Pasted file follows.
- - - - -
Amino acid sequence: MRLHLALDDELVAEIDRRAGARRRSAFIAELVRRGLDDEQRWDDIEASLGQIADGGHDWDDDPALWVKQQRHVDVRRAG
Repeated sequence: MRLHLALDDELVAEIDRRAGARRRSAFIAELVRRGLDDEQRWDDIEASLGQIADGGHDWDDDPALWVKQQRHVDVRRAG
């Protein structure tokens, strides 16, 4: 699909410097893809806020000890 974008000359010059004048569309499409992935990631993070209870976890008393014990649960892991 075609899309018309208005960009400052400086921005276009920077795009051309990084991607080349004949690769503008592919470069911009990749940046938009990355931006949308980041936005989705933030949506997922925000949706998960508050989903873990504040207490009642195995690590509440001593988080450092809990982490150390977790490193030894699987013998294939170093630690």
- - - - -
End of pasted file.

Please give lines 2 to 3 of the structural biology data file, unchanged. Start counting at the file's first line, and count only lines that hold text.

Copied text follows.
Repeated sequence: MRLHLALDDELVAEIDRRAGARRRSAFIAELVRRGLDDEQRWDDIEASLGQIADGGHDWDDDPALWVKQQRHVDVRRAG
């Protein structure tokens, strides 16, 4: 699909410097893809806020000890 974008000359010059004048569309499409992935990631993070209870976890008393014990649960892991 075609899309018309208005960009400052400086921005276009920077795009051309990084991607080349004949690769503008592919470069911009990749940046938009990355931006949308980041936005989705933030949506997922925000949706998960508050989903873990504040207490009642195995690590509440001593988080450092809990982490150390977790490193030894699987013998294939170093630690």